Justice system 'failing' Indigenous Australians

Indigenous Australians are over-represented in the criminal justice system (Bigstock)

The re-elected Morrison Government must make it a priority to act on the continued overrepresentation of First Nations people in the criminal justice system, says Jesuit Social Services.

Speaking on the eve of Sorry Day, held nationally yesterday, Jesuit Social Services chief Julie Edwards said: “This Sorry Day and beyond, we stand in solidarity with our Aboriginal and Torres Strait Islander brothers and sisters. We call for concerted effort and evidence-based policies to reduce the shocking over-representation of Indigenous people in our criminal justice systems and targeted investments to ensure all Aboriginal and Torres Strait Islander people can thrive.”

Jesuit Social Services is calling for the government to commit to the inclusion of justice targets in a refreshed Closing the Gap framework, for all states and territories to raise the age of criminal responsibility from 10 to 14 years and for the adoption of justice reinvestment models to make sure prison is only ever used as a last resort.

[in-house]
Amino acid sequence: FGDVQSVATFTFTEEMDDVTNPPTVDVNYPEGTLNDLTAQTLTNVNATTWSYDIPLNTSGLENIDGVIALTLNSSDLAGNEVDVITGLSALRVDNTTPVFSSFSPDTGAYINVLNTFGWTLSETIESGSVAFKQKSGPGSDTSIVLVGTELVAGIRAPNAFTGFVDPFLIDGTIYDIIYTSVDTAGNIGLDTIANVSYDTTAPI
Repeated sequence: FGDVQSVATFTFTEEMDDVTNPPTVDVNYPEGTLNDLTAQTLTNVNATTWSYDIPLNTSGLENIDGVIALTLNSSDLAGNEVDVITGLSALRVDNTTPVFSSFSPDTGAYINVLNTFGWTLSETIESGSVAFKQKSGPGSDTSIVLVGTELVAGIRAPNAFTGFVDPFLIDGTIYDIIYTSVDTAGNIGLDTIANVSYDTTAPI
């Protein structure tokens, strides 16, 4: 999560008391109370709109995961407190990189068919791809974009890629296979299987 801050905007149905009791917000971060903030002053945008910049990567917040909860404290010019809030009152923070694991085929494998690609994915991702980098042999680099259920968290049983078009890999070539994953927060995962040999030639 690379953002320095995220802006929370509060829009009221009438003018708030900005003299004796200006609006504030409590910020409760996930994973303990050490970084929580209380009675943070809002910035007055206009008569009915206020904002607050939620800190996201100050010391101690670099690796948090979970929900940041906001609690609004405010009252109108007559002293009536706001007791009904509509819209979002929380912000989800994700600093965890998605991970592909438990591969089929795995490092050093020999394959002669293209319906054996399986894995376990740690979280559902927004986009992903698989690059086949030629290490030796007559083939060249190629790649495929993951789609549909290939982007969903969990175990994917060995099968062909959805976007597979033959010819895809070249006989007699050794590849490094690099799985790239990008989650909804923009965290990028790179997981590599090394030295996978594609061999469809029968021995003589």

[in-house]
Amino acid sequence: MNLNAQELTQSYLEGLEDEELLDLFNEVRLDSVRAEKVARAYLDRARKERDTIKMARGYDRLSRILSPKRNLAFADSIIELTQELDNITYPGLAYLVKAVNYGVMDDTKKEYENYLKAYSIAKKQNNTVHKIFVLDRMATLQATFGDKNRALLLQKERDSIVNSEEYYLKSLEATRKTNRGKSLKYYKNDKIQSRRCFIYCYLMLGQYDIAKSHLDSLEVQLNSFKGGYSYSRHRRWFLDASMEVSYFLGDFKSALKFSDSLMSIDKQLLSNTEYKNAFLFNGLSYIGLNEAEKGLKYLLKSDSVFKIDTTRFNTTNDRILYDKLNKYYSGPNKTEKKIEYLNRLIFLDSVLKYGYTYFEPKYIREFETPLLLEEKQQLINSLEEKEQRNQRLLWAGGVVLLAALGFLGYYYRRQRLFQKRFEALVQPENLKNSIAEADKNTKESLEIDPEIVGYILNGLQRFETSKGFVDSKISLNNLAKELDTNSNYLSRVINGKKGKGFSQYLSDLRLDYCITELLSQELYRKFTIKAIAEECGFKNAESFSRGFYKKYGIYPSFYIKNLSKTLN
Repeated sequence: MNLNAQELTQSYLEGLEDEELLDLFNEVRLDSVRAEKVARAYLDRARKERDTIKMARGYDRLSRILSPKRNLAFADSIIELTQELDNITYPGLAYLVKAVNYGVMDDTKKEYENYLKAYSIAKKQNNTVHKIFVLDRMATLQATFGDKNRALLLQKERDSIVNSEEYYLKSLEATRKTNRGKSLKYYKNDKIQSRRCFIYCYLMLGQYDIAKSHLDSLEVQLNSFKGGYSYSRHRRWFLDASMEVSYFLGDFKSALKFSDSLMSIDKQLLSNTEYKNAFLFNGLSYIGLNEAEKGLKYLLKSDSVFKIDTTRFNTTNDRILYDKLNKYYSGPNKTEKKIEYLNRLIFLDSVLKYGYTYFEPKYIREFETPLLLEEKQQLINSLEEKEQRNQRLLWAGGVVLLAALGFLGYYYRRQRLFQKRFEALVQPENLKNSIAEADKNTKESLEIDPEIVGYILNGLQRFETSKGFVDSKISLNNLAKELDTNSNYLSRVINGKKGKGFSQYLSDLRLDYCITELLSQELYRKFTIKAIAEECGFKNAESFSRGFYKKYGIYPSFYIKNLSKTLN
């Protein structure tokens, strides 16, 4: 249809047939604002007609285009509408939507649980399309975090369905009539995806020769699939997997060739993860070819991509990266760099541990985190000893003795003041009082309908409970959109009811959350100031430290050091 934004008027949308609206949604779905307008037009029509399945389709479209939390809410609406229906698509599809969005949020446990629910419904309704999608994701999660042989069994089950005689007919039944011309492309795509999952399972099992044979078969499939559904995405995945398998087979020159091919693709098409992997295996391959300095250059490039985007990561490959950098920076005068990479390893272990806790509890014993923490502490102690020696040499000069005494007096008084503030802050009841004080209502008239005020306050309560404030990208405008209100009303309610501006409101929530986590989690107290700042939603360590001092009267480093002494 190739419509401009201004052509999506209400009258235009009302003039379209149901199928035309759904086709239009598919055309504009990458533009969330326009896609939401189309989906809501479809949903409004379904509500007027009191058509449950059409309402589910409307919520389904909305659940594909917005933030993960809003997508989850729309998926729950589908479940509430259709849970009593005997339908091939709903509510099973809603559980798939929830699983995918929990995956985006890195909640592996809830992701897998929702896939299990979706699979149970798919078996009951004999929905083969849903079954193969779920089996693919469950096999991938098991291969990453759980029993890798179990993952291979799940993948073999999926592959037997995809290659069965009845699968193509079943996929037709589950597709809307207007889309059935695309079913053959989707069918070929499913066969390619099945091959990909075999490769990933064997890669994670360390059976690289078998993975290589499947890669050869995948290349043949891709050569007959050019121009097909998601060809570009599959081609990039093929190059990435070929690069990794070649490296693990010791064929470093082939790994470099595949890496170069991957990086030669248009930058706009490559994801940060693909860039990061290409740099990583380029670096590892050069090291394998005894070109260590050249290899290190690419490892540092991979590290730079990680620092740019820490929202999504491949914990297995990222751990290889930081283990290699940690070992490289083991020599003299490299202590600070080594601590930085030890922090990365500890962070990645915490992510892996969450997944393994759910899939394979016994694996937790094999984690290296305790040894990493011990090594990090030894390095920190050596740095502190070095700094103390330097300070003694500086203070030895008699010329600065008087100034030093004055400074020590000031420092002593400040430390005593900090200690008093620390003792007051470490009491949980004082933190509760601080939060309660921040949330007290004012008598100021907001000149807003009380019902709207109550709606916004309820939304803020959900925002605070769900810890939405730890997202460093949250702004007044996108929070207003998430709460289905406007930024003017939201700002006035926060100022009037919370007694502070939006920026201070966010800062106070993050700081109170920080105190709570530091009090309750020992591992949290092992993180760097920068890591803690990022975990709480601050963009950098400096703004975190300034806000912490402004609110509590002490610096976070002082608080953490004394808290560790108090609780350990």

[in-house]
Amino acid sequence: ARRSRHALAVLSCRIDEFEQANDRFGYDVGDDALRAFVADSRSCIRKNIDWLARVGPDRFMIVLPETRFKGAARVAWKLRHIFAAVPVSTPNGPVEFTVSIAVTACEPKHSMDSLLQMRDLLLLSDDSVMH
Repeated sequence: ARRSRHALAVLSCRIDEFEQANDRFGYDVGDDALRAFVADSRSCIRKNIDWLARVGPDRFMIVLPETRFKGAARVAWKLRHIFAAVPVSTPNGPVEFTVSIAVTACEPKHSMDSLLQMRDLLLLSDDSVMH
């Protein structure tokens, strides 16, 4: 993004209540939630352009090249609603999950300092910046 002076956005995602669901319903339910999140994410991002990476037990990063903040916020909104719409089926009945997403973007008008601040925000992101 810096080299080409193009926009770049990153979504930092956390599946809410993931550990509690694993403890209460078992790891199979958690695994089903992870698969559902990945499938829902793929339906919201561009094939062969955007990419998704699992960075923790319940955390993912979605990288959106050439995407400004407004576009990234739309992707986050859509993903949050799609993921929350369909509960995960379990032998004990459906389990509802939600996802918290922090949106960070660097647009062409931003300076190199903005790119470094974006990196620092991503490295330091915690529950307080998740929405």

“An Indigenous man is 15 times more likely to be imprisoned than a non-Indigenous man, and an Indigenous woman is 21 times more likely to be in custody than a non-Indigenous woman,” Ms Edwards said.

According to an Australian Institute of Health and Welfare report, young Indigenous people are 17 times more likely than non-Indigenous young people to be under youth justice supervision.

“We are failing Aboriginal and Torres Strait Islander people at every step of their journey,” Ms Edwards said.

“When children between the ages of 10 to 14 have contact with detention, they are more likely to have sustained and frequent justice involvement throughout their lives. Extensive research has also evidenced that young children have not developed the social, emotional and intellectual maturity necessary for criminal responsibility.

“When a child aged 13 years or younger has contact with the justice system, we must ask ourselves what has gone wrong in their lives to get to that point, and connect them with family, culture, education and community, instead of imprisoning them.”

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Sorry Day must be catalyst to act on Indigenous overrepresentation in justice system (Jesuit Social Services)

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